'Get a life' is first rule of animation

The Animator's Survival Kit

January 11, 2002

This book is billed as "the definitive book on animation", and it is certainly an extensive guide to the craft of character animation. It is written by Richard Williams, the triple Oscar-winning, triple British Academy award-winning virtuoso animator who is best known for his animation Who Framed Roger Rabbit and the creation of the title animation for The Pink Panther .

Williams started out as an ambitious youngster who pestered the great animators from the golden age of Disney until they imparted their wisdom. He does not allow the reader to forget this as he name-drops continually. So just visualise yourself at the feet of a Zen master and try to ignore the slightly patronising tone, for this book has a lot to offer.

Based on masterclasses that Williams has given throughout the world, The Animator's Survival Kit is aimed at classical, computer, games, stop-motion and internet animators. It is not, however, a guide to everything there is to know about animation, but a focused and specific study of the methods and principles needed to represent the movements and speech patterns of characters.

Since the revolution in desktop computing, everyone wants to be an animator, and the production of animation has become much more accessible to a wider range of people. However, simply learning a software application does not bring with it a knowledge of the craft skills developed and passed on by character animators for a century now.

3D computer animators in particular, on a quest to reproduce reality, fixate on learning the technical aspects of a computer program and the embellishments of special effects - hair, fur, radiosity of lighting, blades of grass. Yet their creations, like those of Dr Frankenstein, can seem stilted. This is because they have neglected to study the fundamentals of movement and performance. Instead of allowing the computer to produce rational, predictable movements, it is necessary to add imperfections: the randomness of real life that makes us human. Consequently, it is common practice to use actors as a basis for the movements of computer-generated characters through the process of motion capture. The actors used need to be skilled physical performers because unless there is exaggeration in their movements, the result can look unconvincing. About a third of the book covers this issue with a detailed study of walk cycles. If some of the individual frames Williams suggests were frozen in time, the positions would actually look physically impossible: feet backward, limbs broken and an exaggeration of perspective and foreshortening. However, when shown in motion these walks have personality - the characters do not just move, they perform.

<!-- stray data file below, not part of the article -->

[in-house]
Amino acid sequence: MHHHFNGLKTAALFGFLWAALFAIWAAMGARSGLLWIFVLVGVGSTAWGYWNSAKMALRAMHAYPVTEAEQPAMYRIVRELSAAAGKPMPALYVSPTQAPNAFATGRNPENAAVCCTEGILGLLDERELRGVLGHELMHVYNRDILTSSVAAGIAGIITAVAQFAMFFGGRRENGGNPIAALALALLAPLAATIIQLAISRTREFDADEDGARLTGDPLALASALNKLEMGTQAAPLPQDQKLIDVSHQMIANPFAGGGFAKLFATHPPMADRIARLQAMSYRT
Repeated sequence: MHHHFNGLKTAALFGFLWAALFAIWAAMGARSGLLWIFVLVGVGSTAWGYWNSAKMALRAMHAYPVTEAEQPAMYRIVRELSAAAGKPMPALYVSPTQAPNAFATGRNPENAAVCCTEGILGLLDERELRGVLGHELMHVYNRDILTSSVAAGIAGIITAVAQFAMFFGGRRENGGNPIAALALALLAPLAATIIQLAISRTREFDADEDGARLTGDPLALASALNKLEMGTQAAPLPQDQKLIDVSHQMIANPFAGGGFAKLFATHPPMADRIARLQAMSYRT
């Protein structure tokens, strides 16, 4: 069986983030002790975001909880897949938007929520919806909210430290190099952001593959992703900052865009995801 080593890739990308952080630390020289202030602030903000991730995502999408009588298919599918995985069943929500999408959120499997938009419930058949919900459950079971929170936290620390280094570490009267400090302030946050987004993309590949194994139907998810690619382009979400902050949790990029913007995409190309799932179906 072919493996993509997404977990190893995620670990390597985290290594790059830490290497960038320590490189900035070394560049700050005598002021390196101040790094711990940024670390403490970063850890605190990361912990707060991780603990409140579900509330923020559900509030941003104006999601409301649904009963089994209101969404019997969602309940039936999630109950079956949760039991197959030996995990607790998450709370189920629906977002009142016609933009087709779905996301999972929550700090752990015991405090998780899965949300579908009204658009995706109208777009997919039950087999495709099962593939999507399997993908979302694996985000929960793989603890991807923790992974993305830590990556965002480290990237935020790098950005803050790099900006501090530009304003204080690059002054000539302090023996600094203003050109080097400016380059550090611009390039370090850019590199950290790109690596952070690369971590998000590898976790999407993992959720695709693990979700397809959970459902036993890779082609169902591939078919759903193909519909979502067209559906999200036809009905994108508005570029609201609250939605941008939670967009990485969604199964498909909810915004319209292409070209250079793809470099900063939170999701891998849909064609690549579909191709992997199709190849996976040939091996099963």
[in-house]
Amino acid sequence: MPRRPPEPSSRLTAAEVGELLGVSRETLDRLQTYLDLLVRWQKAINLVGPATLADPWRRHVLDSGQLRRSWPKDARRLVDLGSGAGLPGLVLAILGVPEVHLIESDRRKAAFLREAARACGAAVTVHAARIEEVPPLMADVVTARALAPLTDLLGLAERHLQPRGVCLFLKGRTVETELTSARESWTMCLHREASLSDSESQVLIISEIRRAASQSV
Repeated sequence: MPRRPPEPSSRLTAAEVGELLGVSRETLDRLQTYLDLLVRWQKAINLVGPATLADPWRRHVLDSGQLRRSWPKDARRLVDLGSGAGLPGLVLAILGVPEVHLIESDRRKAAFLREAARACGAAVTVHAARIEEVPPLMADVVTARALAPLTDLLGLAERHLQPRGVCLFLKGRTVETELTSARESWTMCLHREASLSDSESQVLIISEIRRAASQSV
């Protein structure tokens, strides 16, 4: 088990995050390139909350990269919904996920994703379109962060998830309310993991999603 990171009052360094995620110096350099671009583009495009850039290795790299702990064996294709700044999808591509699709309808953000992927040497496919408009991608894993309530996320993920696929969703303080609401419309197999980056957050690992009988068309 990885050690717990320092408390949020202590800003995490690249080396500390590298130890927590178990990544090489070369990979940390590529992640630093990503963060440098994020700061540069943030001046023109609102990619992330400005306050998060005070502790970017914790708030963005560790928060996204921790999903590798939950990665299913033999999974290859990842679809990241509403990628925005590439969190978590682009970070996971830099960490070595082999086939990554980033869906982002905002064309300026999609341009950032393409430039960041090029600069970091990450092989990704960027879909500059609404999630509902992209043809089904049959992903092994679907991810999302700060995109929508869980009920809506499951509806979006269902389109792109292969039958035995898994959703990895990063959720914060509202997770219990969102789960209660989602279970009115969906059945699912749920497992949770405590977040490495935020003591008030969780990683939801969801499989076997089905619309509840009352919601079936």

At this juncture, it is interesting to note the parallel between schools of acting and schools of character animation. For animation is more than drawing in time. It is performance. Characters need to act. Both in theatre and in animation, there are theories of performance based on the simulation of reality versus the stylisation of movement. In animation this can be seen in the different styles of performance depicted in contemporary 3D naturalism as opposed to the squashy, stretchy screwball character movements of the 1940s.

For the production of engaging character animation, an animator needs to start with the observation of nature: life drawing; the study of how bodies move; the study of performance - how different movement suggest different personalities. As Williams says: "In order to depart from reality, our work has to be based on reality." This may not be an attitude that is in vogue in educational circles, but it is vital in this area.

The book drifts slightly from subject to subject, and it is irritating that it has no index. It is, however, accessible to the dedicated beginner, extensively illustrated and contains a wealth of practical information. The section on Dope sheets, the traditional method of planning classical animation, may not seem applicable to computer animators, but it is a useful process to consider in an overall project management strategy.

The insights that Williams has to offer to classical and computer animators are valuable. It is a shame, though, that he displays little knowledge of the different types of computer animation as his biggest readership probably lies in this area. Furthermore, the book deals only with character animation and dismisses the many other types of frame-by-frame manipulations that are considered to be animation too.

Birgitta Hosea teaches animation at Central Saint Martin's College of Art and Design.

The Animator's Survival Kit

Author - Richard Williams
ISBN - 0 571 21268 9 and 20228 4
Publisher - Faber
Price - £30.00 and £20.00
Pages - 342

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